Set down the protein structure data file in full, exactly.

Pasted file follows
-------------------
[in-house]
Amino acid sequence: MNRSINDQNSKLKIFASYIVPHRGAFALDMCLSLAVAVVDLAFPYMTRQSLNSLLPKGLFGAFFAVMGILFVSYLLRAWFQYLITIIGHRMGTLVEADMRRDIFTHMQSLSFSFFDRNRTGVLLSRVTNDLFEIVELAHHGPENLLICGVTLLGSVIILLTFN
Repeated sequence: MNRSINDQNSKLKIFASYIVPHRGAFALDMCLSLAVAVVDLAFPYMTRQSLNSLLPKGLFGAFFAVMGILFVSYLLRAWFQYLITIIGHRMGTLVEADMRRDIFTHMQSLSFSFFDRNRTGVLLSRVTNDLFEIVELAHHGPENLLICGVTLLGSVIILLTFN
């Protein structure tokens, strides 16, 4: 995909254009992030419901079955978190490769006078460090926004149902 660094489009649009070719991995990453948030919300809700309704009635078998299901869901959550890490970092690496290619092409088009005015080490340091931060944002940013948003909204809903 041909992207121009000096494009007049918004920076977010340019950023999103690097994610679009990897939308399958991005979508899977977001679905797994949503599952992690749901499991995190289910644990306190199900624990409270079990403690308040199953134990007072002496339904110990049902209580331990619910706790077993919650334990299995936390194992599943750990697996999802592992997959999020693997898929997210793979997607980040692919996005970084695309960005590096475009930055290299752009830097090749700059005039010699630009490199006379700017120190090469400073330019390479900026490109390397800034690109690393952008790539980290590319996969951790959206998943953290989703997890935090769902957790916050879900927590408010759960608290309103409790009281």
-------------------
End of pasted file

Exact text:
[in-house]
Amino acid sequence: MNRSINDQNSKLKIFASYIVPHRGAFALDMCLSLAVAVVDLAFPYMTRQSLNSLLPKGLFGAFFAVMGILFVSYLLRAWFQYLITIIGHRMGTLVEADMRRDIFTHMQSLSFSFFDRNRTGVLLSRVTNDLFEIVELAHHGPENLLICGVTLLGSVIILLTFN
Repeated sequence: MNRSINDQNSKLKIFASYIVPHRGAFALDMCLSLAVAVVDLAFPYMTRQSLNSLLPKGLFGAFFAVMGILFVSYLLRAWFQYLITIIGHRMGTLVEADMRRDIFTHMQSLSFSFFDRNRTGVLLSRVTNDLFEIVELAHHGPENLLICGVTLLGSVIILLTFN
């Protein structure tokens, strides 16, 4: 995909254009992030419901079955978190490769006078460090926004149902 660094489009649009070719991995990453948030919300809700309704009635078998299901869901959550890490970092690496290619092409088009005015080490340091931060944002940013948003909204809903 041909992207121009000096494009007049918004920076977010340019950023999103690097994610679009990897939308399958991005979508899977977001679905797994949503599952992690749901499991995190289910644990306190199900624990409270079990403690308040199953134990007072002496339904110990049902209580331990619910706790077993919650334990299995936390194992599943750990697996999802592992997959999020693997898929997210793979997607980040692919996005970084695309960005590096475009930055290299752009830097090749700059005039010699630009490199006379700017120190090469400073330019390479900026490109390397800034690109690393952008790539980290590319996969951790959206998943953290989703997890935090769902957790916050879900927590408010759960608290309103409790009281």